Russian MPs back mass prisoner amnesty for WWII anniversary
Russian lawmakers on Friday backed a mass prisoner amnesty proposed by President Vladimir Putin that could free thousands ahead of next month's World War II victory anniversary.
The Duma lower house of parliament approved the amnesty bill -- submitted by Putin as a humanitarian gesture to mark the 70-year commemoration of Soviet victory over Nazi troops on May 9 -- in a unanimous vote.
"We think that 60,000 people would be affected by the amnesty and walk out of prison," said senior ruling party lawmaker Pavel Krasheninnikov, after presenting the bill.
Putin's bill covers those convicted or jailed for minor crimes and who are war veterans, single parents of minors, convicts who have certain illnesses or disabilities, and first-time offenders.
However the bill has a long list of exclusions and prisoner rights activists say only a handful of people would actually walk free.
"It's not an amnesty, it makes a mockery of common sense and of the convicts," said Olga Romanova, who heads Sitting Rus, an organisation that campaigns for prisoners' rights.
She said it was "cynical" that the amnesty does not include those who are sole providers for their parents who are elderly war veterans and Nazi prison camp victims.
"It's simply cruel," she said.
"The number of people walking out of penal camps on this amnesty will be practically zero," said another Sitting Rus expert, Inna Bazhibina, since it excludes those convicted on drug related and business-related crimes, who make up the majority of the prison population.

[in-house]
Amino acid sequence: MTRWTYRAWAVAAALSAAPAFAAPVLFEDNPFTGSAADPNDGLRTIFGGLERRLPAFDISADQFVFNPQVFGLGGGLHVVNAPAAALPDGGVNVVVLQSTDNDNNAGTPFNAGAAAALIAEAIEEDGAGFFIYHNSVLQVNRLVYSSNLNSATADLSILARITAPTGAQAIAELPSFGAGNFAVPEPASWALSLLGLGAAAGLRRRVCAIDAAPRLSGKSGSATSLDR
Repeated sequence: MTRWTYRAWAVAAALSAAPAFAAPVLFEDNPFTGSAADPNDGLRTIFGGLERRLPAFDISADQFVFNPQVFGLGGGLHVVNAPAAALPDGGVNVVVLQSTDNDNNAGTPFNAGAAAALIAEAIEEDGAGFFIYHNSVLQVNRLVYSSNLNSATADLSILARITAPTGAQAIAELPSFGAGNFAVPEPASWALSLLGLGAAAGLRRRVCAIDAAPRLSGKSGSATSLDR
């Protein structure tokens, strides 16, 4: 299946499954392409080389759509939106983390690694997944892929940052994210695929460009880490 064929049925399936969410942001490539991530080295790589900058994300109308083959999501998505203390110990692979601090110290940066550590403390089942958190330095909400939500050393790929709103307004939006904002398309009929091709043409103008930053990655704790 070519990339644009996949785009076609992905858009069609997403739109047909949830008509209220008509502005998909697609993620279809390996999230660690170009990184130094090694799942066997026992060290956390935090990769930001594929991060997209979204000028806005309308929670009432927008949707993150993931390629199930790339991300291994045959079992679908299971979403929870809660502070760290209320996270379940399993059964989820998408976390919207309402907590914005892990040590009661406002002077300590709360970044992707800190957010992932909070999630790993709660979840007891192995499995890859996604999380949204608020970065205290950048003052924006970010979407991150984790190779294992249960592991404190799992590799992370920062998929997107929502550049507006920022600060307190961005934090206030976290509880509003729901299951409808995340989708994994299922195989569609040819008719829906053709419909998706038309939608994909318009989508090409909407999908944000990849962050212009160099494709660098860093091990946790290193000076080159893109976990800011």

Prisoners had great hopes for the amnesty, but as in previous amnesties, "there is great disappointment," she said.
"It's being done to say that there's an amnesty, not as an act of mercy."
The Kremlin's rights council had proposed a wider amnesty but most of their suggestions were apparently ignored.
A previous amnesty Putin signed ahead of the Winter Olympic Games in the Black Sea resort of Sochi allowed the Pussy Riot punks to leave their colonies. It also set free Greenpeace activists detained during a protest against Arctic drilling.
The authorities had said then that up to 25,000 would be freed, but Sitting Rus said only 1,000 people actually benefited.
© 2015 AFP